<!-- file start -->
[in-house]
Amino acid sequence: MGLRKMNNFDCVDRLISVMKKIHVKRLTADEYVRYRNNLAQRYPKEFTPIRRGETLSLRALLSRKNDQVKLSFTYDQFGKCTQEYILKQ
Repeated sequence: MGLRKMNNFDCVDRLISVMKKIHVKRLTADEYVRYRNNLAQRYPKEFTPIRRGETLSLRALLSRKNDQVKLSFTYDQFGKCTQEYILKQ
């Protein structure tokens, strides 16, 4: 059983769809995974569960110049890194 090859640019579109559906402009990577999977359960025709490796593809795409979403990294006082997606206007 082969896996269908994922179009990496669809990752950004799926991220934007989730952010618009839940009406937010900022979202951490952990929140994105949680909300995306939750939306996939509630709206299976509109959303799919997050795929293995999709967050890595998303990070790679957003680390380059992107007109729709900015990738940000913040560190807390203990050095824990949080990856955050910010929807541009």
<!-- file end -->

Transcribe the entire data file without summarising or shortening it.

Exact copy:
[in-house]
Amino acid sequence: MGLRKMNNFDCVDRLISVMKKIHVKRLTADEYVRYRNNLAQRYPKEFTPIRRGETLSLRALLSRKNDQVKLSFTYDQFGKCTQEYILKQ
Repeated sequence: MGLRKMNNFDCVDRLISVMKKIHVKRLTADEYVRYRNNLAQRYPKEFTPIRRGETLSLRALLSRKNDQVKLSFTYDQFGKCTQEYILKQ
């Protein structure tokens, strides 16, 4: 059983769809995974569960110049890194 090859640019579109559906402009990577999977359960025709490796593809795409979403990294006082997606206007 082969896996269908994922179009990496669809990752950004799926991220934007989730952010618009839940009406937010900022979202951490952990929140994105949680909300995306939750939306996939509630709206299976509109959303799919997050795929293995999709967050890595998303990070790679957003680390380059992107007109729709900015990738940000913040560190807390203990050095824990949080990856955050910010929807541009």